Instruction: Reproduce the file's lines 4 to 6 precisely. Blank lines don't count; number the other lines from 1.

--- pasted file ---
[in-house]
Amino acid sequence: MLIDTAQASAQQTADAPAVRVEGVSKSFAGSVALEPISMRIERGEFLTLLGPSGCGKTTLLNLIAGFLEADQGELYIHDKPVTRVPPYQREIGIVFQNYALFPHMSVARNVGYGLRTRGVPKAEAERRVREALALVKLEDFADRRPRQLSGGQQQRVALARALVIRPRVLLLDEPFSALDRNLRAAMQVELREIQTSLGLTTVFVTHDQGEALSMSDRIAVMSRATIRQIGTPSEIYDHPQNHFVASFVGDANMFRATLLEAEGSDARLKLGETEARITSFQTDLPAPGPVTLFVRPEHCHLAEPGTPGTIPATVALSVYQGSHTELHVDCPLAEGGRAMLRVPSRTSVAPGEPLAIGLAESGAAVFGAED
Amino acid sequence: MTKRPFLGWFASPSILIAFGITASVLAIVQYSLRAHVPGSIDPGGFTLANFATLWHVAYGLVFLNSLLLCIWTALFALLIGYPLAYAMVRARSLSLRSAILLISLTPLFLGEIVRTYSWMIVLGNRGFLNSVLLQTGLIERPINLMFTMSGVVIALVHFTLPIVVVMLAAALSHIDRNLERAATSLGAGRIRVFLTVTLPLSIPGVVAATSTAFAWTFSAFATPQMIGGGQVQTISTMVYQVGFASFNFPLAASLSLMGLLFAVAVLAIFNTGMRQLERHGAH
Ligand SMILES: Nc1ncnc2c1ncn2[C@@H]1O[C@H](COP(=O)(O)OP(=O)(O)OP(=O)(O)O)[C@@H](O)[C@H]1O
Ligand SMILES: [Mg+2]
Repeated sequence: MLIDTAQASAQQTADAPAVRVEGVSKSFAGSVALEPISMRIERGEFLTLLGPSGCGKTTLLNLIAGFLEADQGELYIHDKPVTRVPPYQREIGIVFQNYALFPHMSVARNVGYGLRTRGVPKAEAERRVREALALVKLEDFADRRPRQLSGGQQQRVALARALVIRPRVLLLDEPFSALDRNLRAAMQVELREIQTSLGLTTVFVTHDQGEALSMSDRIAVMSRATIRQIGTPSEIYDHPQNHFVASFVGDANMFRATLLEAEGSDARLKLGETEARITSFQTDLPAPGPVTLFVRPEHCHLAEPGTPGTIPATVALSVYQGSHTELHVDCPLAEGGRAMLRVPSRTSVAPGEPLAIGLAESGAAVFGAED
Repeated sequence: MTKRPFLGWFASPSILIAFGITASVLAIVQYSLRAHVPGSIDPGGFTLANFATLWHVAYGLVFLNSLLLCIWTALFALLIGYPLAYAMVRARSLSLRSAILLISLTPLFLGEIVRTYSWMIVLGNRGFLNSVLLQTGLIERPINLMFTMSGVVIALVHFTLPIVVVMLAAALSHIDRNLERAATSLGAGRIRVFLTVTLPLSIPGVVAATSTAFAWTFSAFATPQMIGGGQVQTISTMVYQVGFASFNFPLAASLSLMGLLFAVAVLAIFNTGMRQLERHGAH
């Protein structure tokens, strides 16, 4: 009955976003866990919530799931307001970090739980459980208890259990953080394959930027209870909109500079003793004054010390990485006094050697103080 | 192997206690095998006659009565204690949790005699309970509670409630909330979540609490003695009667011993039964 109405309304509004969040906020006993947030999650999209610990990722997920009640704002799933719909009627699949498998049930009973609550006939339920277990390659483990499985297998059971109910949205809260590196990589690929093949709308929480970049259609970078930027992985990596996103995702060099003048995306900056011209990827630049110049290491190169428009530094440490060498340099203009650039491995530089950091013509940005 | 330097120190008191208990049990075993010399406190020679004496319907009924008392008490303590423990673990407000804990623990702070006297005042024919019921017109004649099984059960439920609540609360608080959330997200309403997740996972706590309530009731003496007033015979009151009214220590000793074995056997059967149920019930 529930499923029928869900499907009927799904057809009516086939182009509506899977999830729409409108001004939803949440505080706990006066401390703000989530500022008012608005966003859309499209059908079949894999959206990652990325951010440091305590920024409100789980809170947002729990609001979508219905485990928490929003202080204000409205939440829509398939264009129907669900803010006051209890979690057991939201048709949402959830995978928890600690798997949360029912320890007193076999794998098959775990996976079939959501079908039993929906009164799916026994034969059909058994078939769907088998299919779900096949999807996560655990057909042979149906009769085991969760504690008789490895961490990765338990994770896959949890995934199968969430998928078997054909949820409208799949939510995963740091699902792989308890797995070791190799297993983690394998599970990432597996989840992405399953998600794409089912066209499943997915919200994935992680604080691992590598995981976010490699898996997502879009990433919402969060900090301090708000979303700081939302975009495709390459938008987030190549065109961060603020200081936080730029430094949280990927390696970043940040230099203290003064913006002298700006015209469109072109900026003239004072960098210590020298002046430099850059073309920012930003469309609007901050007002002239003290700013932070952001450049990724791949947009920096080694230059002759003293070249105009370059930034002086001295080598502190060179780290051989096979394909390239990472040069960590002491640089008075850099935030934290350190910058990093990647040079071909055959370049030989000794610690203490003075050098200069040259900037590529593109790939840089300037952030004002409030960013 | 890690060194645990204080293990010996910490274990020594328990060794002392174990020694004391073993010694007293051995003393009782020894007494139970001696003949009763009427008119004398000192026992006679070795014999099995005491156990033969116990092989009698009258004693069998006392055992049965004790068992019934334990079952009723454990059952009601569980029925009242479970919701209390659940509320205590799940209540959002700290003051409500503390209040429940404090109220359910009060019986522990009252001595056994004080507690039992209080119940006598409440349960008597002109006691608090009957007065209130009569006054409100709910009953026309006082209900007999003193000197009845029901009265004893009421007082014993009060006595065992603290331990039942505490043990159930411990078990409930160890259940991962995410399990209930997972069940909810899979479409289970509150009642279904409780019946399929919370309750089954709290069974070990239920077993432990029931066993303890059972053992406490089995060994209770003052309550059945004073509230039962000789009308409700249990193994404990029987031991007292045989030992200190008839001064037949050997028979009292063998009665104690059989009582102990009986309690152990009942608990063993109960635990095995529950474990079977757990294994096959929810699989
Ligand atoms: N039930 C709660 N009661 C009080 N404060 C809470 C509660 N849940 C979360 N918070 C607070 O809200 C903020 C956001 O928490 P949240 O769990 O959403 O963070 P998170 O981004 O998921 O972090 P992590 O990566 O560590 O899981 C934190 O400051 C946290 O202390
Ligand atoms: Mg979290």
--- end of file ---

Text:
Ligand SMILES: Nc1ncnc2c1ncn2[C@@H]1O[C@H](COP(=O)(O)OP(=O)(O)OP(=O)(O)O)[C@@H](O)[C@H]1O
Ligand SMILES: [Mg+2]
Repeated sequence: MLIDTAQASAQQTADAPAVRVEGVSKSFAGSVALEPISMRIERGEFLTLLGPSGCGKTTLLNLIAGFLEADQGELYIHDKPVTRVPPYQREIGIVFQNYALFPHMSVARNVGYGLRTRGVPKAEAERRVREALALVKLEDFADRRPRQLSGGQQQRVALARALVIRPRVLLLDEPFSALDRNLRAAMQVELREIQTSLGLTTVFVTHDQGEALSMSDRIAVMSRATIRQIGTPSEIYDHPQNHFVASFVGDANMFRATLLEAEGSDARLKLGETEARITSFQTDLPAPGPVTLFVRPEHCHLAEPGTPGTIPATVALSVYQGSHTELHVDCPLAEGGRAMLRVPSRTSVAPGEPLAIGLAESGAAVFGAED